Types of exchange traded funds


ETFs (exchange traded funds) provide a simple way of making investments or trades in areas that would otherwise be out of reach for many retail investors. For example, most retail investors couldn’t feasibly construct a portfolio based on every stock in the S&P/TSX Composite Index. However, there are many ETFs that allow them to participate in that index by letting them, in effect, purchase that basket of stocks through the fund.

There are several main types of ETFs.

Index ETFs

These are ETFs that use a passive investment strategy to track a broad stock market index, like the S&P/ TSX Composite Index, or a particular sector index like the S&P/TSX Capped Financials Index. These are favoured by buy-and-hold investors who want to gain exposure to the long-term performance of an index. Many of these index ETFs pay a monthly or quarterly dividend. Active traders who want to take advantage of swings in an index often trade these ETFs as well.

Portfolio ETFs

Some ETFs invest in a managed portfolio of securities. For example, a balanced portfolio ETF would invest in a basket of fixed income and equity investments. This type of fund allows ETF investors who are seeking convenience to diversify their portfolios.

Fixed-income ETFs

These invest in fixed-income securities either by purchasing a bond index or a basket of bonds, sometimes by using a laddered bond strategy (meaning that bonds are purchased in varying maturities and then reinvested as they mature in order to minimize interest rate risk). Since these ETFs use the interest income from the bonds they hold to pay out a dividend, they offer a tax-efficient way for investors to add a fixed income component to portfolios held in non-registered accounts, since income from bonds does not receive the favourable tax treatment that dividend income does.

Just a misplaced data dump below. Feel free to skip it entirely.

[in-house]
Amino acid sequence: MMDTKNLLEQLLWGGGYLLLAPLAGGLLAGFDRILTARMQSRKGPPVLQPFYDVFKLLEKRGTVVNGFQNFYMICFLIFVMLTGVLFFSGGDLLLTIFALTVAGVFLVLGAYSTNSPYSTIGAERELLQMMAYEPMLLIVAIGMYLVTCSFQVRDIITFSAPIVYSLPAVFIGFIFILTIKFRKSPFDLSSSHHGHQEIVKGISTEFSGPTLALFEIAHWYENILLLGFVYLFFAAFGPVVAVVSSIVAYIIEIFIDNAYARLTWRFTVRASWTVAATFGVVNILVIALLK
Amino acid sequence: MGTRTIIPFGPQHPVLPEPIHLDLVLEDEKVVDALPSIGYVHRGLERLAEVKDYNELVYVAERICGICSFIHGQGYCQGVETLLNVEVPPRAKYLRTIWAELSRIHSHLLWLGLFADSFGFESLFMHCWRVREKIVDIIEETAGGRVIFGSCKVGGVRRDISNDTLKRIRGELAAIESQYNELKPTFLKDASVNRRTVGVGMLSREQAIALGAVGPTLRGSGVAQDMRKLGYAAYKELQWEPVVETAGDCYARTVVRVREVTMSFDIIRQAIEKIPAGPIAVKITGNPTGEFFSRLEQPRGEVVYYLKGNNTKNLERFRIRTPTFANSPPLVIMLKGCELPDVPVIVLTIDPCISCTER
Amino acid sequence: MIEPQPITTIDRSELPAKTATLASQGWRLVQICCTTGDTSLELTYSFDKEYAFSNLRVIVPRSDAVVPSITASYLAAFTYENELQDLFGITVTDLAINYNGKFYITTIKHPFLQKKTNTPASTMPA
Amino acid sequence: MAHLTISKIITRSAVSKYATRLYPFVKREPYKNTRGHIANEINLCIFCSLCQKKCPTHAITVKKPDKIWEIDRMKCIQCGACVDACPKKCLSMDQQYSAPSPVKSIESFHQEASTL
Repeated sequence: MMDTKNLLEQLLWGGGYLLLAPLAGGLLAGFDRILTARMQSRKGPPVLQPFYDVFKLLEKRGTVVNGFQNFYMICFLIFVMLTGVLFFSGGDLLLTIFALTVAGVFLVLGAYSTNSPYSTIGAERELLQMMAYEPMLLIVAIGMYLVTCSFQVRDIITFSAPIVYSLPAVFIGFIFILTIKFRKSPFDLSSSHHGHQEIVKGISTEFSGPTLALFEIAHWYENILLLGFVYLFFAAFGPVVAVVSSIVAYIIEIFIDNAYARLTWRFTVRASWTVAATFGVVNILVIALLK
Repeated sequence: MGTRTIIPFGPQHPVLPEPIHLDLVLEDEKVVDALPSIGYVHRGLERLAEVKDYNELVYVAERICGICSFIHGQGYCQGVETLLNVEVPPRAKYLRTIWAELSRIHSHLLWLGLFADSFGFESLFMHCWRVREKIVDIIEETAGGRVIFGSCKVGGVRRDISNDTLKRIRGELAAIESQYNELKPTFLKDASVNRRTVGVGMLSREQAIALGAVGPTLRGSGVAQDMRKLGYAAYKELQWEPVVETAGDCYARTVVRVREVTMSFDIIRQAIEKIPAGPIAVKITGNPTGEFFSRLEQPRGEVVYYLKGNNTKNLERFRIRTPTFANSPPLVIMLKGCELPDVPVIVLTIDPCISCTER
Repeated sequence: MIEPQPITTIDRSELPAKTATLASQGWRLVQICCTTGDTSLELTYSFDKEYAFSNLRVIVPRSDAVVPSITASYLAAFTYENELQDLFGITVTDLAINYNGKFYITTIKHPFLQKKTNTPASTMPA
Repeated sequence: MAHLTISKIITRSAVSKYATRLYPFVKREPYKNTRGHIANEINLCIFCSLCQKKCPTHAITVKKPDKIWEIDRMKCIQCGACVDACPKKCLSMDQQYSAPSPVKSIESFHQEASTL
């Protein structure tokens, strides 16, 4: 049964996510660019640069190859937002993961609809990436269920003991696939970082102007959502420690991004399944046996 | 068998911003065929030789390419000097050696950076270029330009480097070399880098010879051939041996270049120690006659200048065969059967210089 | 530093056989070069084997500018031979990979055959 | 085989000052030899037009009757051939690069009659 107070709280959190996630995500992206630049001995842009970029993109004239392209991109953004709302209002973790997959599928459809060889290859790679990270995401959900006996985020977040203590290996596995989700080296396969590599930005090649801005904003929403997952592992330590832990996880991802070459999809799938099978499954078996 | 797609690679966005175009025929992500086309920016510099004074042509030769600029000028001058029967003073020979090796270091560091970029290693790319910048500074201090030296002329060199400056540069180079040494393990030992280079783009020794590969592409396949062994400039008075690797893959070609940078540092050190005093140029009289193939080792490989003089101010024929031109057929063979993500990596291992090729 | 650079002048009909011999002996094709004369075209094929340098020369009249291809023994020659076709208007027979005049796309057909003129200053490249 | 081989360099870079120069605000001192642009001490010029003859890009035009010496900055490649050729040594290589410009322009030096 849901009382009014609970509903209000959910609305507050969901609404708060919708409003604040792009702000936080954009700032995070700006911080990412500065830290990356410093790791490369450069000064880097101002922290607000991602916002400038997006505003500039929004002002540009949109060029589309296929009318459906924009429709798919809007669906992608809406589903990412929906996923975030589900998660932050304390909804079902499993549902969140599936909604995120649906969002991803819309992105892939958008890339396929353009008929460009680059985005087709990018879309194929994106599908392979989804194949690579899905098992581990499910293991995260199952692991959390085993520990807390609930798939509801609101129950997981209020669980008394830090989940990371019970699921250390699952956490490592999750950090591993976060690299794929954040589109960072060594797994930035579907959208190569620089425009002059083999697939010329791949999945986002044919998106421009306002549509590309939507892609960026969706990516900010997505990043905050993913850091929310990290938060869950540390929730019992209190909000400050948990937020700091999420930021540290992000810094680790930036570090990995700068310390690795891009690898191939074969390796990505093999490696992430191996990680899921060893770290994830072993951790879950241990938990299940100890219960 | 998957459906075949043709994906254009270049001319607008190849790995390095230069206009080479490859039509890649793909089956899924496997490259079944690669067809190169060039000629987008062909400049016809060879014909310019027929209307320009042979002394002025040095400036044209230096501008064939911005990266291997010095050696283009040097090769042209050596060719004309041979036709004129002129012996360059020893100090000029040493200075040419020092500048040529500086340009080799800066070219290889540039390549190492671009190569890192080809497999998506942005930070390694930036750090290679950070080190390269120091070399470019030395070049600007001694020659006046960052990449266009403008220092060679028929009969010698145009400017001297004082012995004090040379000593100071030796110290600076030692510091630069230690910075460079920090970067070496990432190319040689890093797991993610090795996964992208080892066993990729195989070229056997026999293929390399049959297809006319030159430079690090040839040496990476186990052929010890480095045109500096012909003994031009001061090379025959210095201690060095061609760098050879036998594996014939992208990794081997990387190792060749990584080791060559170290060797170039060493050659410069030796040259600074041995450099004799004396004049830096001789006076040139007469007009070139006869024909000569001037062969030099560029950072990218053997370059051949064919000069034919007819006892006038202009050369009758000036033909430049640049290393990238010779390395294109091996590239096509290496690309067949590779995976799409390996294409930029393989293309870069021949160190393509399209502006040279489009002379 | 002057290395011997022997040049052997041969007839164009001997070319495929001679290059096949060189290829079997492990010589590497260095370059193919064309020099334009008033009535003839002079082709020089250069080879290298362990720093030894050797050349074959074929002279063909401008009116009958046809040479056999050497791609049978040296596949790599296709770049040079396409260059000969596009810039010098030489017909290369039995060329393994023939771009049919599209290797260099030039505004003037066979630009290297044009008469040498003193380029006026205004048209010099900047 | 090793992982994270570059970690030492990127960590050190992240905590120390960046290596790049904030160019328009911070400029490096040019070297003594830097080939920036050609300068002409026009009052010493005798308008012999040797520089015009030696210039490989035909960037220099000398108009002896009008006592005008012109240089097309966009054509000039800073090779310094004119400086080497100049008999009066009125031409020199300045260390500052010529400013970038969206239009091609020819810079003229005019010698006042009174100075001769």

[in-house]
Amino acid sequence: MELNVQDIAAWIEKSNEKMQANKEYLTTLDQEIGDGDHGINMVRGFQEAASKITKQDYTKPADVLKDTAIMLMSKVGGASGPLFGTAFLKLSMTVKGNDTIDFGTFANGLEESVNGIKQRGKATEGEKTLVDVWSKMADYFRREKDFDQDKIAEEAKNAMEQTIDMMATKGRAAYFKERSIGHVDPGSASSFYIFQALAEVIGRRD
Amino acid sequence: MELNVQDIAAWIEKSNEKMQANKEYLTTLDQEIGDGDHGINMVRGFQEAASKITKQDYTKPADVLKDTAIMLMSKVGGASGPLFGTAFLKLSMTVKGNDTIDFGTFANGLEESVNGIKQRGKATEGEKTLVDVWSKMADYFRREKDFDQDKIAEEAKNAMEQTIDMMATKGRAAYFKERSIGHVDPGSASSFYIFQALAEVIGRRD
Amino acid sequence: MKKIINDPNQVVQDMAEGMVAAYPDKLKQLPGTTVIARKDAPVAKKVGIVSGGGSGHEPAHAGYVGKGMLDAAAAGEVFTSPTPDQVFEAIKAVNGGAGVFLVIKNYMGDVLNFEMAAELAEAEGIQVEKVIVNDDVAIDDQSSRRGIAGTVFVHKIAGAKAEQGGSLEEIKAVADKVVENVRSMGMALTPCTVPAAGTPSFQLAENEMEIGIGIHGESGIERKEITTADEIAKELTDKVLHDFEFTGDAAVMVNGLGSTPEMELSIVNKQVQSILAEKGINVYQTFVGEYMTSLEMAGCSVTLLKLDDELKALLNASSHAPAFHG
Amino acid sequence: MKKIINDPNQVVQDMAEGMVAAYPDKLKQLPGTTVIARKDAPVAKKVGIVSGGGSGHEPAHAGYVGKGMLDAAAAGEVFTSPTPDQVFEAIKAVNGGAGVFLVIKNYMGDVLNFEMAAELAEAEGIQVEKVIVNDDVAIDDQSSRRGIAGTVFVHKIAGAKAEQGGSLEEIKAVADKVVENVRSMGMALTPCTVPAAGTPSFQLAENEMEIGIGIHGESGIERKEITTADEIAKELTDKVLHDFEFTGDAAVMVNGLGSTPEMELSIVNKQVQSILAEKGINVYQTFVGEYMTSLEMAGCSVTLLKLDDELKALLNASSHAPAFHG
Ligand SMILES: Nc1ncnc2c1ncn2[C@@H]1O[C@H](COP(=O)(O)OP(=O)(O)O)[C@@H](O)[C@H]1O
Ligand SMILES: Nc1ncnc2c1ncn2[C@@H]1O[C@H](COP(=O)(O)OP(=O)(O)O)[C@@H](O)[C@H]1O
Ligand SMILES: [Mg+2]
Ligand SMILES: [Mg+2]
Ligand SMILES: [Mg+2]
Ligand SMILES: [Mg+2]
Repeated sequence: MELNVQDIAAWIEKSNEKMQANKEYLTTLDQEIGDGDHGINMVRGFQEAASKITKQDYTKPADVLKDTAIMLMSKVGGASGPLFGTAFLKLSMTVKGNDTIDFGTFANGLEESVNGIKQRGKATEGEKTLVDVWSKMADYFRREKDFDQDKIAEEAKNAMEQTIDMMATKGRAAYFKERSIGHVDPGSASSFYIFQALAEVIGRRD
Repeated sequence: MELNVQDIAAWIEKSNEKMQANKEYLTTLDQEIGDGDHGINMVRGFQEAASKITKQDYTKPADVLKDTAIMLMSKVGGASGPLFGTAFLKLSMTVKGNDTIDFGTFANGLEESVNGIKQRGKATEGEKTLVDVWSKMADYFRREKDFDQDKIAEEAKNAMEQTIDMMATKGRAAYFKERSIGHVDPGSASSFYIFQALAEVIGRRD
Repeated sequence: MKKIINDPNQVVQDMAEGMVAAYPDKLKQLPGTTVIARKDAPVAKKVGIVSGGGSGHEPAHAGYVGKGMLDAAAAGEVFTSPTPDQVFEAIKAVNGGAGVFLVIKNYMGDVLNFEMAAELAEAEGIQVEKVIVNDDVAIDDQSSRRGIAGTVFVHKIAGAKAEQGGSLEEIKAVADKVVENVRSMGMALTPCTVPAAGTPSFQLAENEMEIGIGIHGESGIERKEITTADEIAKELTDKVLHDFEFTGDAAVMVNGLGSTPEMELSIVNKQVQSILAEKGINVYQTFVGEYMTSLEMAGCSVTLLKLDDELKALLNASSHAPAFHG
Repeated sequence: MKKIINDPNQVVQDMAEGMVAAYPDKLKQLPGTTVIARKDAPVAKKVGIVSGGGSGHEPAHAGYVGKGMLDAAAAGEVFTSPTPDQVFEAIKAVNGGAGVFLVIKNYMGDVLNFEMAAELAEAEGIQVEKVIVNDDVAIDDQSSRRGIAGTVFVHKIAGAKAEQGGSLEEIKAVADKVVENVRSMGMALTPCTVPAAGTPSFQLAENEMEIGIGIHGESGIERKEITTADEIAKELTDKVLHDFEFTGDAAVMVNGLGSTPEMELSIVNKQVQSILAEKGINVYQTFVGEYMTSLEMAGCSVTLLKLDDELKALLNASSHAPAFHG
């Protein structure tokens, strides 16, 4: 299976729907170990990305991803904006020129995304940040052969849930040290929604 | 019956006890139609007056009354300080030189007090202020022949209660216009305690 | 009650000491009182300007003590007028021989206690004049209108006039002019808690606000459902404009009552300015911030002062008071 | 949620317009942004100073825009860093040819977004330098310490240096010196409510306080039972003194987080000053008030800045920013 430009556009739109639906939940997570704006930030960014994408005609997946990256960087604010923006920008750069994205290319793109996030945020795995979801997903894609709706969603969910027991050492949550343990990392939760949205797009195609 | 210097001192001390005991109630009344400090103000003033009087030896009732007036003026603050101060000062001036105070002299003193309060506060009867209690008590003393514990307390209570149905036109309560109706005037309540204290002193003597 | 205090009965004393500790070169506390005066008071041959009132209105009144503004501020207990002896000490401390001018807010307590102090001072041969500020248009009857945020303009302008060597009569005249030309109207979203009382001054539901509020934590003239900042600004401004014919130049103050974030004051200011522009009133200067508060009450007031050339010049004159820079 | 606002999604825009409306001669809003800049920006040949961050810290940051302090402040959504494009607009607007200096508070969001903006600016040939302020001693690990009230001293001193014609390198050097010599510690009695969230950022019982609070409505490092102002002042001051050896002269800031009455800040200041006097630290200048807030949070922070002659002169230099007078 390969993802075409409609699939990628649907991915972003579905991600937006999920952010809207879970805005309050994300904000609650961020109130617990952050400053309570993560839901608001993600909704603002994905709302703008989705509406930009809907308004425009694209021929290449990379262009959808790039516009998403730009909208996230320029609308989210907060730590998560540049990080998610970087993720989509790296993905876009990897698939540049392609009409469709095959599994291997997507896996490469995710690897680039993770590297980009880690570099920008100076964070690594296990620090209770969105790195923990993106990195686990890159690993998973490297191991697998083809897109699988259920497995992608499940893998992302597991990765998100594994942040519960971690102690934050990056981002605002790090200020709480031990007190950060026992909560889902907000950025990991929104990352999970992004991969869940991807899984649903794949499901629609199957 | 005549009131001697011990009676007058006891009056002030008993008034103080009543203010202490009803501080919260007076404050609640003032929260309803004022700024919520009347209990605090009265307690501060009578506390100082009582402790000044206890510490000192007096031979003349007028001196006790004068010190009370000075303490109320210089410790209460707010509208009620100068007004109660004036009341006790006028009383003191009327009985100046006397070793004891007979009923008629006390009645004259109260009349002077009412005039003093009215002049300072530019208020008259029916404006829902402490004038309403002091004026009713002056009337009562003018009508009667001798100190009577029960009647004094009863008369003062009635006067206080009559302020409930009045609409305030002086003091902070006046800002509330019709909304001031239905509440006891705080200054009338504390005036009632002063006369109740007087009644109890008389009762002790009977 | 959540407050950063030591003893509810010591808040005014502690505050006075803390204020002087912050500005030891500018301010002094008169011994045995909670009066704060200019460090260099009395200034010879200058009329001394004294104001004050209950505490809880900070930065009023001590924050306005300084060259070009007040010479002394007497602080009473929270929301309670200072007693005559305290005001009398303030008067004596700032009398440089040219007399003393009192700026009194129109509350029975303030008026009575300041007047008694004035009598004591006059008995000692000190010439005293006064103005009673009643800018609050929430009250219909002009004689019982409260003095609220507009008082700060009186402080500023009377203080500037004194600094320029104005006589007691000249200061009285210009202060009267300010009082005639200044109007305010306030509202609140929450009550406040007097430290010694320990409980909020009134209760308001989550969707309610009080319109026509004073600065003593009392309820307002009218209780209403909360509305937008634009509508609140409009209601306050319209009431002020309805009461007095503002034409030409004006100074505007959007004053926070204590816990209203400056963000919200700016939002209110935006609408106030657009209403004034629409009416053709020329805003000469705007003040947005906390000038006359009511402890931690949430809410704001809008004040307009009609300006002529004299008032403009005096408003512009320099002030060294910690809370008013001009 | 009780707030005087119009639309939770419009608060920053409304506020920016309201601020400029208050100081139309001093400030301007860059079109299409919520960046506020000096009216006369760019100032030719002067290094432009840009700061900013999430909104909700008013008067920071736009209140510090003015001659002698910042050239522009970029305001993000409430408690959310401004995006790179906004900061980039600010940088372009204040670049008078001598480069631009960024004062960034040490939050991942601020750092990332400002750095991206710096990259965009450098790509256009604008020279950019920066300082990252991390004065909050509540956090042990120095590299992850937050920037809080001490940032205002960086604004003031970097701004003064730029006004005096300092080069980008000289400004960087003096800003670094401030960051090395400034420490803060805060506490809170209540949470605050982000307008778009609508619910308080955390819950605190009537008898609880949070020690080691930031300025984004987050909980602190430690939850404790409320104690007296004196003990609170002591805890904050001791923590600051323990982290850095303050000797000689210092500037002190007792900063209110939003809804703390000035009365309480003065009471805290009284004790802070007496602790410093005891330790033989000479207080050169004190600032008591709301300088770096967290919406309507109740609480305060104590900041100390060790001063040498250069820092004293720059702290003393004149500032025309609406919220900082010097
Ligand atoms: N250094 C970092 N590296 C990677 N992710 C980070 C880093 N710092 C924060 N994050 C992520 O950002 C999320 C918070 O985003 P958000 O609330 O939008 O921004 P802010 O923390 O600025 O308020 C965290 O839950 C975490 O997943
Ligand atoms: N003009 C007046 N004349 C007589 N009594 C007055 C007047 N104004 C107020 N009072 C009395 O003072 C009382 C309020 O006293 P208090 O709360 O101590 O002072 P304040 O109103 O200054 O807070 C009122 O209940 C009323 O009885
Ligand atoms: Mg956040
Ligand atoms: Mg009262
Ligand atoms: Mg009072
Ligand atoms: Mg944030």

Commodity ETFs

This type of ETF tracks the price of a particular commodity, like crude oil or gold. Some commodity ETFs are holding trusts that actually acquire holdings of the physical commodity itself. Other commodity ETFs use futures contracts to track the price of a commodity. Because futures contracts have rollover dates, and commodity prices can be highly volatile, investors who buy these ETFs need to make sure they understand how volatility in the underlying commodity and the futures contracts used by the ETF can affect the value of the fund.

Leveraged ETFs

These are ETFs that use leverage (debt) in order to amplify the gains or losses of a particular index, sector, or commodity price by a stated multiple. They are used by experienced traders who are extremely active. Because they are leveraged, they tend to be far more volatile than their underlying index or commodity and should therefore be approached with caution.

Inverse ETFs

Inverse ETFs simply attempts to perform in the opposite direction of its underlying index, sector or commodity by using short-selling and other methods. For example, an ETF that is an inverse or “bear” ETF for the S&P/TSX Composite Index would rise in value when the index declines, and decline in value when the index rises. These ETFs are often used by traders who want to hedge risk or who wish to take a contrarian position to prevailing market sentiment.